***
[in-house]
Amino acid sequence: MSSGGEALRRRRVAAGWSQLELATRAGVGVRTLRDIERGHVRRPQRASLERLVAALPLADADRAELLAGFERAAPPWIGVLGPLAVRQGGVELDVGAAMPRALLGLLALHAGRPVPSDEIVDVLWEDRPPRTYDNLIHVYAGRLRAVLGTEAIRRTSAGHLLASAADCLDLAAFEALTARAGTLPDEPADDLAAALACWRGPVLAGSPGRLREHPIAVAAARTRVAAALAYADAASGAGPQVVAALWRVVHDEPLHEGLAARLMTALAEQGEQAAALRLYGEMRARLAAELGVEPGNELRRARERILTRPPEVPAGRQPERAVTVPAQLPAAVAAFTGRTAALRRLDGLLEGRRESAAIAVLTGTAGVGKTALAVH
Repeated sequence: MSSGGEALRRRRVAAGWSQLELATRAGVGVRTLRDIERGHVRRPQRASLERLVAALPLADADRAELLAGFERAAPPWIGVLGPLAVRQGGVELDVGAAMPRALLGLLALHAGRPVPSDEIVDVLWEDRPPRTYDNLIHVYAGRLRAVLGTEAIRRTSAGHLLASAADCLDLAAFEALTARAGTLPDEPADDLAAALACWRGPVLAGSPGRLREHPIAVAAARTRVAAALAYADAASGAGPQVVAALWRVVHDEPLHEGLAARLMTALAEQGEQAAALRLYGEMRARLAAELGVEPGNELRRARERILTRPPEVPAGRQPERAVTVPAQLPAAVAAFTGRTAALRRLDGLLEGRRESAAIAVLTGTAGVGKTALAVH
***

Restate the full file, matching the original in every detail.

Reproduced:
[in-house]
Amino acid sequence: MSSGGEALRRRRVAAGWSQLELATRAGVGVRTLRDIERGHVRRPQRASLERLVAALPLADADRAELLAGFERAAPPWIGVLGPLAVRQGGVELDVGAAMPRALLGLLALHAGRPVPSDEIVDVLWEDRPPRTYDNLIHVYAGRLRAVLGTEAIRRTSAGHLLASAADCLDLAAFEALTARAGTLPDEPADDLAAALACWRGPVLAGSPGRLREHPIAVAAARTRVAAALAYADAASGAGPQVVAALWRVVHDEPLHEGLAARLMTALAEQGEQAAALRLYGEMRARLAAELGVEPGNELRRARERILTRPPEVPAGRQPERAVTVPAQLPAAVAAFTGRTAALRRLDGLLEGRRESAAIAVLTGTAGVGKTALAVH
Repeated sequence: MSSGGEALRRRRVAAGWSQLELATRAGVGVRTLRDIERGHVRRPQRASLERLVAALPLADADRAELLAGFERAAPPWIGVLGPLAVRQGGVELDVGAAMPRALLGLLALHAGRPVPSDEIVDVLWEDRPPRTYDNLIHVYAGRLRAVLGTEAIRRTSAGHLLASAADCLDLAAFEALTARAGTLPDEPADDLAAALACWRGPVLAGSPGRLREHPIAVAAARTRVAAALAYADAASGAGPQVVAALWRVVHDEPLHEGLAARLMTALAEQGEQAAALRLYGEMRARLAAELGVEPGNELRRARERILTRPPEVPAGRQPERAVTVPAQLPAAVAAFTGRTAALRRLDGLLEGRRESAAIAVLTGTAGVGKTALAVH